DS Smith’s innovation experts have revealed a futuristic blueprint for how cardboard boxes might evolve in the next 50 years. The blueprint shows how packaging could be made from organic, programmable fibers with the ability to self-heal – like human skin – when damaged.
The characteristics of the self-healing box include the following:
A webbed nerve system that borrows from the composition of leaves: sensors are printed onto the “skin” of the box and connect all fibers in the packaging so that it can discover damage and communicate externally.
Regenerative “scar tissue:” healing itself just like the human body, the surface stretches and thickens to cover the injury and transmits data to the delivery company and the recipient to tell them it is pausing to heal itself en route.
Reuse capability: after it has been opened, the packaging heals the opening of the pack so that it can be continually reused, extending its life.
“A box like this could be realized in 30-50 years’ time, but our current purpose is to redefine packaging for a changing world. To achieve this, we’re investing significantly in research and development projects,” Russell Turner, product development director at DS Smith, tells PackagingInsights.
“We have already invested £100 million (US$2.3 million) into R&D and innovation to accelerate our work in the circular economy, and we are continually looking for new innovations like this that help us reach our goal.”
“The self-healing box is an idea of what packaging could look like in the future based on trends and technologies that we are seeing today. We are always looking for people to partner with to explore new ideas and fresh thinking, bringing these new innovations to life. We’d love to hear from experts who can join us in accelerating the journey toward a circular economy,” continues Turner.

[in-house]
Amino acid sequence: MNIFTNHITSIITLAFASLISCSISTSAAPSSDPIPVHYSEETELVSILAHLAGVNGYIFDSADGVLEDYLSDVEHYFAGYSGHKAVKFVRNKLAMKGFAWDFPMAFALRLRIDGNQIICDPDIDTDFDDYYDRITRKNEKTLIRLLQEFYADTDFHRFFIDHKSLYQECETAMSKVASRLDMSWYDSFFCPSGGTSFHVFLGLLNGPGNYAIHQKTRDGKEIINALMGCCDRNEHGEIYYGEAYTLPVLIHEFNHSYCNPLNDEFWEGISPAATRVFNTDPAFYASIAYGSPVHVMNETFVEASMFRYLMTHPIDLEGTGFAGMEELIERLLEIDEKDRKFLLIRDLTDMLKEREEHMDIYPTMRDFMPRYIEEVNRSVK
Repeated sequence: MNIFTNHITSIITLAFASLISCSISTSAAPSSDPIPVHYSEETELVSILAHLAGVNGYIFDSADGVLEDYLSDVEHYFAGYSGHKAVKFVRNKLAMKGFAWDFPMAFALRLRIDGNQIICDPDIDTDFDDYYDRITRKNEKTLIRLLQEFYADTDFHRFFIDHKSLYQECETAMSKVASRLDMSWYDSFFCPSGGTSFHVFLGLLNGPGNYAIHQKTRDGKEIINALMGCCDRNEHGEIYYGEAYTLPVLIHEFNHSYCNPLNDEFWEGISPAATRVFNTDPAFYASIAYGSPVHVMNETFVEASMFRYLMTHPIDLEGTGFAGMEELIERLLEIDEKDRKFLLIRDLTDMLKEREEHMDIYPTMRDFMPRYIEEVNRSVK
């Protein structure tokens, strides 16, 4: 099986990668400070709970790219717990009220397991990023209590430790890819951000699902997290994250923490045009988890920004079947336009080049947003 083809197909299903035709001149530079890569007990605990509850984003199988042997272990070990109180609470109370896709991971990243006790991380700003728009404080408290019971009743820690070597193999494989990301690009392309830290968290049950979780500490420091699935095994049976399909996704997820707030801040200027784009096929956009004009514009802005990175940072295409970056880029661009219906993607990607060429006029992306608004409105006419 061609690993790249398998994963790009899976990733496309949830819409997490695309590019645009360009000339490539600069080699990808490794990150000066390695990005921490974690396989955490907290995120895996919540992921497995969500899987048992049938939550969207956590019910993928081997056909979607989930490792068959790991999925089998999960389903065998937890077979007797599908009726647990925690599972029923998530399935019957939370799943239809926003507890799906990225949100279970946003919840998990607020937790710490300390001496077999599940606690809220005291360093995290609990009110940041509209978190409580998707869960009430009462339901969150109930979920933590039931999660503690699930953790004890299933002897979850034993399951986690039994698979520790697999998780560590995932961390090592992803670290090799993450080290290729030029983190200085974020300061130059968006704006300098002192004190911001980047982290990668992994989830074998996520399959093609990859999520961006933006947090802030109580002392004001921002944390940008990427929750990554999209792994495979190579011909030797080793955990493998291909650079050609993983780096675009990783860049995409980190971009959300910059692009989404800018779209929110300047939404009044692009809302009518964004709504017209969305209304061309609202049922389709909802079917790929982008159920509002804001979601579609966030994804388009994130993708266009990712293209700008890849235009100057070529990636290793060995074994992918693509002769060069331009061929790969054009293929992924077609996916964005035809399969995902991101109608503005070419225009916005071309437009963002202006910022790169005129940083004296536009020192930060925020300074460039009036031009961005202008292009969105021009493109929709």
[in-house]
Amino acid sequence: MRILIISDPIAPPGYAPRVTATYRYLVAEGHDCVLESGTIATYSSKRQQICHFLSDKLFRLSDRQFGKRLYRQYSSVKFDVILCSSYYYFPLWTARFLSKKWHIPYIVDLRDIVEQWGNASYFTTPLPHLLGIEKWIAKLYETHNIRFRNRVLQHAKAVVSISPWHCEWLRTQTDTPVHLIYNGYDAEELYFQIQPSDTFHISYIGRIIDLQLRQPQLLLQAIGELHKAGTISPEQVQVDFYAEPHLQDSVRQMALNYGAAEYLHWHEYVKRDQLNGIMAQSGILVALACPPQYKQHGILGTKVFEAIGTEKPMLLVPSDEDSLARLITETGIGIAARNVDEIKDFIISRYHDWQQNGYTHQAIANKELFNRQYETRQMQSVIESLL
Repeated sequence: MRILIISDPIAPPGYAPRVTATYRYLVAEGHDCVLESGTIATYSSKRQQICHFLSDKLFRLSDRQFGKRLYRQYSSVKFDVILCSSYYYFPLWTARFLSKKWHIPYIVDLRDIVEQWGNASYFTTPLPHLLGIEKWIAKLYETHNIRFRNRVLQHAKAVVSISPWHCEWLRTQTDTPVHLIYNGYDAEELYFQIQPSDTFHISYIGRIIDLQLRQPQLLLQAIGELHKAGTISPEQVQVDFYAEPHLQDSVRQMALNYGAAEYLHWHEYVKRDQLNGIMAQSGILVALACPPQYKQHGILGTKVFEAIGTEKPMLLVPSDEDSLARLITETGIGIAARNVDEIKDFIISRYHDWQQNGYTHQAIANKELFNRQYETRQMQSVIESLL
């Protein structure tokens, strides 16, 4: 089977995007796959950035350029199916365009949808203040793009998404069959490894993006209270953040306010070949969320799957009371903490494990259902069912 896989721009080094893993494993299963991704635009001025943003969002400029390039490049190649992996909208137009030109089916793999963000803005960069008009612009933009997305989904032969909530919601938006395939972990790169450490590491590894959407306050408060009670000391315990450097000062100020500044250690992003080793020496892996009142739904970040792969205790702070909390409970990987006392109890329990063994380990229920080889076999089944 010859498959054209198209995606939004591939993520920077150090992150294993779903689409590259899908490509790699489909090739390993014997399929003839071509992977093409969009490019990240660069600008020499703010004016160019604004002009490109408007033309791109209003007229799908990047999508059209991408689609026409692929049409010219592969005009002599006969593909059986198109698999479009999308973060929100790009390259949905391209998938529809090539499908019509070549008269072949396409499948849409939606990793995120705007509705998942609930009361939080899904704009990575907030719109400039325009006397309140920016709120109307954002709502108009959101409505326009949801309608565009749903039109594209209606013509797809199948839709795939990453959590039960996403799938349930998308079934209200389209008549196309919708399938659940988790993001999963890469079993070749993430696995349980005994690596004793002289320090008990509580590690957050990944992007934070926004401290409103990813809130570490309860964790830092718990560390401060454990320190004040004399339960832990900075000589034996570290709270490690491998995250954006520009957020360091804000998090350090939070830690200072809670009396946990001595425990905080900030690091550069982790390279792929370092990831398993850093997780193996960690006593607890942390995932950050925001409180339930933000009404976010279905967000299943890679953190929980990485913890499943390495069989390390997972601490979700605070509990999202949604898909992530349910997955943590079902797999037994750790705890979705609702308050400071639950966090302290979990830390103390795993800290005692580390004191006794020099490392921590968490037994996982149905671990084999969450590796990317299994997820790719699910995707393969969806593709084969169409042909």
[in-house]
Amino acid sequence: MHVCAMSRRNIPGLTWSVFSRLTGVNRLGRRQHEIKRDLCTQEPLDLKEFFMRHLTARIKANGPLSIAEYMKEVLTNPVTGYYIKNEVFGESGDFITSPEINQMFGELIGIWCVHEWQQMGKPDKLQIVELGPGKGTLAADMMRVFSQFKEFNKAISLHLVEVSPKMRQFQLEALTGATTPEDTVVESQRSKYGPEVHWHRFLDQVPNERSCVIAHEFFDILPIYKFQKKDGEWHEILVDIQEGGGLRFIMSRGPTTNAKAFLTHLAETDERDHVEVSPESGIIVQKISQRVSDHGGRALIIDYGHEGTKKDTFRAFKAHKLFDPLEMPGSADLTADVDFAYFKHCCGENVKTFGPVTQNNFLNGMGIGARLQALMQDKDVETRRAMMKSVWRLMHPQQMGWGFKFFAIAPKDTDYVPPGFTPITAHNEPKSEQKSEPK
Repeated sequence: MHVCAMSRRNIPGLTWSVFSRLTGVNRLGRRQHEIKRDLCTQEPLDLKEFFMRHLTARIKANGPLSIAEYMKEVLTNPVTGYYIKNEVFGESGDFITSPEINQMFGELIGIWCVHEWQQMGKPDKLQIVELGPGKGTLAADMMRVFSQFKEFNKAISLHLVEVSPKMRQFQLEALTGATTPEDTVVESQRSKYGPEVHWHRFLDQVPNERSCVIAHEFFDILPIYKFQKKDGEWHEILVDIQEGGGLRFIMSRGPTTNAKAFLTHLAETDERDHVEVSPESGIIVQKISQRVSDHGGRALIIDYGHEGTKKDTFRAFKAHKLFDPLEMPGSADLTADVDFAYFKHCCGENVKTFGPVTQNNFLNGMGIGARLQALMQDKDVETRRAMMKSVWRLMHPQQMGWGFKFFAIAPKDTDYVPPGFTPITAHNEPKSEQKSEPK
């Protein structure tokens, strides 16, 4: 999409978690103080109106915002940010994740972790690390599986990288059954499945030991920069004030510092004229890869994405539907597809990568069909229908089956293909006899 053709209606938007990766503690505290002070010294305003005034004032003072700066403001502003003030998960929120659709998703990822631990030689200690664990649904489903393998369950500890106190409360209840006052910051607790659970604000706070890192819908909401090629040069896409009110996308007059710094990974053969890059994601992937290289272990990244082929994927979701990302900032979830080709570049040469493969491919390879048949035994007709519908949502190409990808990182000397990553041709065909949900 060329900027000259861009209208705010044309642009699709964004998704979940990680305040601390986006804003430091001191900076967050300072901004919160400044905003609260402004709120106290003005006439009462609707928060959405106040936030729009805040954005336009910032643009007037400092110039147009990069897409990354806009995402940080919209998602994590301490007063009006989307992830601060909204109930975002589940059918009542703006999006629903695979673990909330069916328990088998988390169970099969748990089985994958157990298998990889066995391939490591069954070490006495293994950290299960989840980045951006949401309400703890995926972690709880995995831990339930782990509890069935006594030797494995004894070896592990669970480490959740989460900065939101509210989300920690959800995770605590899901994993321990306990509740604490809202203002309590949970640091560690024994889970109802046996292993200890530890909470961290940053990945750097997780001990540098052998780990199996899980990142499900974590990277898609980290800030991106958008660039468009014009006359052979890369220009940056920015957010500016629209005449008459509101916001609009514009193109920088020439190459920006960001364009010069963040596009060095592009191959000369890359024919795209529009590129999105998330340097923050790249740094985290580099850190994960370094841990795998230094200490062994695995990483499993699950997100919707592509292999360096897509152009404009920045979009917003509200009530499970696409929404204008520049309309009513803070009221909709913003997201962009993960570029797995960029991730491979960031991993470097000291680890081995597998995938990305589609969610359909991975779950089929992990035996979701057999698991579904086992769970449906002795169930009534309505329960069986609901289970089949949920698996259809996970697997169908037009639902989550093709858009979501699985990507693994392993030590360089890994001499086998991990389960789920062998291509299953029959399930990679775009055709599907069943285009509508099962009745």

Wim Wouters, innovation director, DS Smith, adds that right now, the reality is that boxes can already be high-performance kits. It’s possible to make them anti-microbial, water and humidity proof while tracking them throughout their journey with printable nanotechnology.
In addition to the self-healing box blueprint, innovators at DS Smith also expect to see developments in the fields of self-adjusting parcels and spray-on packaging.
“We’re currently looking at the trends which we anticipate will impact packaging in the long run. Spray-on packaging draws on the trends for ensuring there is a perfect fit and the removal of excess material, not unlike the unique dress that captured the world’s attention during Paris Fashion Week.”
“In the future, this type of packaging could be made from a bio-based polymer, however as with all packaging, its ability to contribute to the circular economy is imperative, which is why all 700 of our designers are trained in our Circular Design Metrics methodology to ensure that sustainability is at the heart of everything we create.”
In other news, DS Smith and Krones have partnered on a fiber-based alternative to shrink-wrap for PET multipack bottles. The Eco carrier was demonstrated during the Drinktec 2022 trade show in Germany on Krones’ Variopac Pro machine, which can integrate seamlessly into customer production lines for “minimum disruption and maximum efficiency.”
By Natalie Schwertheim
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